While many of his apparent failures are subject to his over-the-top promises to his supporters; promises he failed to even materialise on paper, his brash allegations over his political rivals and guising his pitfalls as a carry-forward of their incompetency shows how his government has let down even in performing the rudimentary tenets required to lead a country. As the inflation runs rampant; crossing over to projected double figures in the following quarters of the fiscal year, and as the GDP growth plummets into the negative territory, the ruling PTI lacks the basic decency of accepting their failures head-on but on the contrary, never miss to initiate the blame game over petty issues whilst the country verges economic crisis amidst the pandemic. Ironically, however, Imran Khan continues to direct Pakistan on the very routes he once criticised the preceding leaderships over for adopting. An apt example presents in the decision of negotiating with the IMF for economic relief or receiving a $6 Billion loan from UAE and Saudi Arabia respectively, the notions once denounced by PTI as acts of selling the country or rendering the country servile to western powers.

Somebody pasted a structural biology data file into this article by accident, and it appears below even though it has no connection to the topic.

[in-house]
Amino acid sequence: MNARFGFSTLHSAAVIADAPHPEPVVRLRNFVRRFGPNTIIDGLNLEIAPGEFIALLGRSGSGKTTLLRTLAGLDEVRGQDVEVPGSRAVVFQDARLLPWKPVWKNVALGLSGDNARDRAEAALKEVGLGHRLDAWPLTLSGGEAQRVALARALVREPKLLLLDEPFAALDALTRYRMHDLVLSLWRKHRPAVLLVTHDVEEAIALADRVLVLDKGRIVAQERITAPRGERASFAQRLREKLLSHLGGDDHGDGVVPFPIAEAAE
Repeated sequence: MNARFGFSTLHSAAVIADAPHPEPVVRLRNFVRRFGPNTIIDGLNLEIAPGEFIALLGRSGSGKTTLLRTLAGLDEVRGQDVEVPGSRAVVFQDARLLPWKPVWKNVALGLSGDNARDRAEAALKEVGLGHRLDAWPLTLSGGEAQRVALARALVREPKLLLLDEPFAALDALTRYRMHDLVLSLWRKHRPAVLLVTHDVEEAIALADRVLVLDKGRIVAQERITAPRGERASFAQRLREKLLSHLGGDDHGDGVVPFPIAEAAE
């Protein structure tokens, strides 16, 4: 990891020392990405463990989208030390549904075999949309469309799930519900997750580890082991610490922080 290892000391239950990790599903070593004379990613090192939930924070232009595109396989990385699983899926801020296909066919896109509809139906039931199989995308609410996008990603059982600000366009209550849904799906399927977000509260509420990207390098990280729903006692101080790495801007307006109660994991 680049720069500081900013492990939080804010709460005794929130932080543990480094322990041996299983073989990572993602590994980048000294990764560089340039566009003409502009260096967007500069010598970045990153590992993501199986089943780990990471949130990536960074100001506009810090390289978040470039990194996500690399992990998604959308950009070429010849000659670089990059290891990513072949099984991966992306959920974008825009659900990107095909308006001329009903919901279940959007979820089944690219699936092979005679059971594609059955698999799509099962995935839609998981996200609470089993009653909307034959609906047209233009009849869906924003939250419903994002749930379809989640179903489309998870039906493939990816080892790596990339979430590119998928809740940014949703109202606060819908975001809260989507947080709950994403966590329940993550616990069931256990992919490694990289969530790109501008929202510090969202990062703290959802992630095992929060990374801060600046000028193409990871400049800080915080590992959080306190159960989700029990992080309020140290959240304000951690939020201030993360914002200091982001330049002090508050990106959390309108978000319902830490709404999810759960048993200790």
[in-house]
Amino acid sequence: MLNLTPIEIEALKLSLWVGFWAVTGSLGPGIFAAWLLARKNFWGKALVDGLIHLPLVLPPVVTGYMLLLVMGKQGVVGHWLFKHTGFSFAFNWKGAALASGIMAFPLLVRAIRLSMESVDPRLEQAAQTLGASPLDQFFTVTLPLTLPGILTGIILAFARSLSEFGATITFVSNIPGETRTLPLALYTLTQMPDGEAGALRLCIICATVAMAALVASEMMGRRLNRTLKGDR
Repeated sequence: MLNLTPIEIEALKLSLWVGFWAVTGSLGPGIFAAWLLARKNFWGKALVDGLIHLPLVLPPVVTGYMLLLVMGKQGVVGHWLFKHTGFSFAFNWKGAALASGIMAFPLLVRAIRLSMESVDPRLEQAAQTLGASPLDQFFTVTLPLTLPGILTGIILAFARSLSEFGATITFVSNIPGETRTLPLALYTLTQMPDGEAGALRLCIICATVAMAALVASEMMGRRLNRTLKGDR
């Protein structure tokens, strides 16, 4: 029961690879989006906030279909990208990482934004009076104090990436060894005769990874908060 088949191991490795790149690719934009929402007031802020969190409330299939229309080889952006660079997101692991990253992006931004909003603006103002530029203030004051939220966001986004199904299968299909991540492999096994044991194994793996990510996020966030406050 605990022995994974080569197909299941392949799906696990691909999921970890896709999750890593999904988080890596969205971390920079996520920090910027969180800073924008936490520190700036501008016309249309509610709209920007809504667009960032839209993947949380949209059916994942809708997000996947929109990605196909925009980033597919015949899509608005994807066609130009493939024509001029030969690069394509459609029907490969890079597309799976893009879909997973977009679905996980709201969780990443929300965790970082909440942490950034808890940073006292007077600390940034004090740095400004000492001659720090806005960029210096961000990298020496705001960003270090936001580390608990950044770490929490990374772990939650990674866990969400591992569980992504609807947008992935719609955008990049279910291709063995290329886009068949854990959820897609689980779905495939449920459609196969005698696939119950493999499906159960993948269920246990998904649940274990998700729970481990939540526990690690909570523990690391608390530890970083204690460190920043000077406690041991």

Even the totalitarian position is not spared subtly as the Khan-led regime continues to harness any and all individuals who dare to criticise the policies of the great Imran Khan; a sardonic reality that is continually shifting towards a serious note. The recent comment of Asia Director at Human Rights Watch, Brad Adams, sheds some light on the vengeful exercise of political writ: “Pakistan’s continuing assault on political opponents and free expression puts the country on an increasingly dangerous course”.

The government operates on an apparent strategy to incorporate the National Accountability Bureau (NAB), country’s anti-corruption watchdog, under the pretence of its autonomous nature under the constitution, to prosecute and harass any and all holding an anti-government narrative. At first the rumours were wafted off as allegations over the austerity of the venerated PTI government. However, pilling reports of harassment of many famous journalists and human rights activists have surfaced, on the account of warrants of inquiry over inane matters; being held under interrogation for hours and even being threatened to tone down the criticism of state issued policies.